The title and the logo (by John Herreid) for Weird Catholic inspired by the most influential of all pulp fantasy magazines, Weird Tales. This is the magazine that gave us H.P. Lovecraft, Clark Ashton Smith, Ray Bradbury, Robert E. Howard, Seabury Quinn, Robert Bloch, and many others who defined strange fiction for generations. (Bragging time: I knew three men who knew Lovecraft.)
Weird Tales authors shaped my childhood, and long before any of this was available on bookshelves in easy-to-find paperback editions, my friends and I sought out dusty bookshops and crumbling pages for tales of Cthulhu, Conan, and Zothique. It’s part of my mental wallpaper, along with Jack Palance growling “believe it! … or not!” and Boggy Creek. These things set their hooks deep.
It seemed like a good visual match for a site dealing with the peculiar side of thing.
About the Author
I’ve been a journalist most of my adult life, first in technology, and for the last decade in religion. Before that I worked, briefly, in film and television production. I write all kinds of stories, but I keep coming back to the odd little corners of Church History and life that I find so fascinating. You can find some of my work on the National Catholic Register, and if long lists light your fire you can check out my bibliography. I have a graduate degree in Theology with concentration in Church History, as well as undergraduate degrees in Film Production and English, and I’m a certified catechist for the Diocese of Trenton. I’ve taught religion, sacrament prep, and Church History to children, teens, and adults for almost 13 years.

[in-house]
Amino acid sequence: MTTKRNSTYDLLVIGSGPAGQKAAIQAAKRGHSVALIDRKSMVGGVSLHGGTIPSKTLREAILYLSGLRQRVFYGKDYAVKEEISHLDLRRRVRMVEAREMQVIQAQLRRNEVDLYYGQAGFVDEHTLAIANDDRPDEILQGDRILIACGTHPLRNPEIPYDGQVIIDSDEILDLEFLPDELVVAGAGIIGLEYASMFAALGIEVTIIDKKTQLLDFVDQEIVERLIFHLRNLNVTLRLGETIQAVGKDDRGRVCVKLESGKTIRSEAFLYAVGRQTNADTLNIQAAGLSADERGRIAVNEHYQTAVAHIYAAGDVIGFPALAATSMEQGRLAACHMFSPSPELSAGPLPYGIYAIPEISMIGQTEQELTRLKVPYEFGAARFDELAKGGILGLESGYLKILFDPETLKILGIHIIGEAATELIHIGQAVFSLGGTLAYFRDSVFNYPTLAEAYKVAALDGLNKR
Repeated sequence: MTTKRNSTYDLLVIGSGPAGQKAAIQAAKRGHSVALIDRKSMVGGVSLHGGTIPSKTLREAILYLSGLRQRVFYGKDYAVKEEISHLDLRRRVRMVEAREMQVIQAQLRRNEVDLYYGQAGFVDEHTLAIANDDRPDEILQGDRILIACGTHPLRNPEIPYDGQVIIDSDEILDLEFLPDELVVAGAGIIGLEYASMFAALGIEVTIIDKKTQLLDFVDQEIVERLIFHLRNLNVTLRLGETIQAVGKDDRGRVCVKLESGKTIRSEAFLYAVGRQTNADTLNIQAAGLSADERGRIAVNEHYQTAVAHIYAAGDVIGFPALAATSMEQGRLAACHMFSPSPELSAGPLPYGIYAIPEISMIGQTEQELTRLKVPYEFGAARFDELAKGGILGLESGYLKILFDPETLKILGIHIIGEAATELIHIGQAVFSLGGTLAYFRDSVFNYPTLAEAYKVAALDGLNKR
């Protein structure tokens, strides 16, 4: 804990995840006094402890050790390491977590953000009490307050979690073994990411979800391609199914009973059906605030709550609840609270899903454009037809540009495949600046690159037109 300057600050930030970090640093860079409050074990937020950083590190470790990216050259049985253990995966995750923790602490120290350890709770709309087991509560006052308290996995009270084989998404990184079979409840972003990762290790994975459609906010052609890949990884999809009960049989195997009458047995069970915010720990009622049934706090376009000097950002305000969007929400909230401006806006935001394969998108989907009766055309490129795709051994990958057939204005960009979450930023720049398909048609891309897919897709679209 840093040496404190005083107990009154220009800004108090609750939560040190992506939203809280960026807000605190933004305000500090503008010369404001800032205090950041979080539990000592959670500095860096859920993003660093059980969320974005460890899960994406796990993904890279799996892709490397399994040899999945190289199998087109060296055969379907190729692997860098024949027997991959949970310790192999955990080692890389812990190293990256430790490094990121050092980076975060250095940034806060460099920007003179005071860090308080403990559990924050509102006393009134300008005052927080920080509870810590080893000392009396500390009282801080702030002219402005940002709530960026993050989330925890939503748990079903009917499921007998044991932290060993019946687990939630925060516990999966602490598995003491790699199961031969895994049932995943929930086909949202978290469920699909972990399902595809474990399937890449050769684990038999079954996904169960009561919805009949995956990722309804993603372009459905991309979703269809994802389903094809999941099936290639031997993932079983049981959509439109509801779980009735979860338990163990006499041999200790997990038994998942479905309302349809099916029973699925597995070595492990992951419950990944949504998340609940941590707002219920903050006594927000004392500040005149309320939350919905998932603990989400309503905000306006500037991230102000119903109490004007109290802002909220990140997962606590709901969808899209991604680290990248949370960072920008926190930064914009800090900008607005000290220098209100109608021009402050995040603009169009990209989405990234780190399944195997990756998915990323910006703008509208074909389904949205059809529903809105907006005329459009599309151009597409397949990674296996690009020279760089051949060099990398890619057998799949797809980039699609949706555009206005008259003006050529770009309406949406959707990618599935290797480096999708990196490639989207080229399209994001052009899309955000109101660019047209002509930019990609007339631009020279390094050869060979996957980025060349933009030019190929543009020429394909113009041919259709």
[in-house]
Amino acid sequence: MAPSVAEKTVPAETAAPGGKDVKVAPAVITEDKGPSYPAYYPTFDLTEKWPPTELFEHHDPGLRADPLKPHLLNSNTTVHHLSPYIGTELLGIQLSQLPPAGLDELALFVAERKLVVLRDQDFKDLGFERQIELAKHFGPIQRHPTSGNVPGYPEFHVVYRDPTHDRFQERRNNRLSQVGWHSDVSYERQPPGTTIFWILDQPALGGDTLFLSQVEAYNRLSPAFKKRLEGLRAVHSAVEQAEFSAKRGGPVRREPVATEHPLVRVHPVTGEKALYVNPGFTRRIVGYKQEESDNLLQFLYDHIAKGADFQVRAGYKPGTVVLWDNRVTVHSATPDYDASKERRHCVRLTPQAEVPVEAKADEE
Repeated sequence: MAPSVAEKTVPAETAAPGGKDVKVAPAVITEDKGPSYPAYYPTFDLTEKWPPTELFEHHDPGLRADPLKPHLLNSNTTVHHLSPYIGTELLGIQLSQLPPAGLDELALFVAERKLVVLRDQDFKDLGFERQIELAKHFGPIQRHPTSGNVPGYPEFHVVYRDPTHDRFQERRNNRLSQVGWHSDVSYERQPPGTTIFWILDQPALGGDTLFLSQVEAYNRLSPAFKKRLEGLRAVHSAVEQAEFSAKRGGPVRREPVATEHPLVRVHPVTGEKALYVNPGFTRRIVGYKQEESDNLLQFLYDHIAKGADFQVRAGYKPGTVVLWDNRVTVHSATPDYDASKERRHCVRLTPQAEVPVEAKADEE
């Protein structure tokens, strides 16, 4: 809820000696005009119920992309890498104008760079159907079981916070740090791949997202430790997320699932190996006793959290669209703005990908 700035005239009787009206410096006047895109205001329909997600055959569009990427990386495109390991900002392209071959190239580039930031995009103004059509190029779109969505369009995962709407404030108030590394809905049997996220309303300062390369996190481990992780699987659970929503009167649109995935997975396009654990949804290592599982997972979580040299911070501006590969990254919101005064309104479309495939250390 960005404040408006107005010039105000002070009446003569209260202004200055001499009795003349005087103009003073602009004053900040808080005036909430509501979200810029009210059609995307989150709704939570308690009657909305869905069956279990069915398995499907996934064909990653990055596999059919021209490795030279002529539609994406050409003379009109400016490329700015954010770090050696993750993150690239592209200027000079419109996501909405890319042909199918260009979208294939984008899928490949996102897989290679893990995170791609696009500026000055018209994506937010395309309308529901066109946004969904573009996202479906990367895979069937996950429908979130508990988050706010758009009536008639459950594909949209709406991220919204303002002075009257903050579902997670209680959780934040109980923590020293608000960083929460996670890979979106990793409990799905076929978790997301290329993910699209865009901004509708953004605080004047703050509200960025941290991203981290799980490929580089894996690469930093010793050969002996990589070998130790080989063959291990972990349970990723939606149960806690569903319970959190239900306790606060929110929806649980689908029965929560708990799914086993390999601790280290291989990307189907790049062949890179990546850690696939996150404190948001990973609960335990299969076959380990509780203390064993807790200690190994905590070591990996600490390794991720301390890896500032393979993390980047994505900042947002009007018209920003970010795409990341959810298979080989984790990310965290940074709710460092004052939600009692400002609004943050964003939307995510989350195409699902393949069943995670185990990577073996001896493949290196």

My main area of research is medieval popular piety, which is a slippery subject because it lacks genuine primary documentation. (The voice of the medieval commoner is always mediated by the lettered elite.) In particular, I’ve spent a lot of time on how attitudes towards death, dying, the soul, and the afterlife evolved from antiquity to the middle ages, particularly in the way those shifting attitudes are reflected in theology, folklore, funerary practices, and accounts of ghosts, revenants, spirits, and other apparitions. You’ll find Weird Catholic returns to these subjects with some frequency.
I’m a faithful Catholic who believes all the Church teaches–spiritually Benedictine, theologically Augustinian and Ratzingerian, liturgically tradition-mind, attitudinally Fortean, politically Distributist. My only hobbies are reading, old movies, and board games. I live in the New Jersey Pine Barrens with my family. I have never seen the Jersey Devil, but my children are descendants of it.
Thomas L. McDonald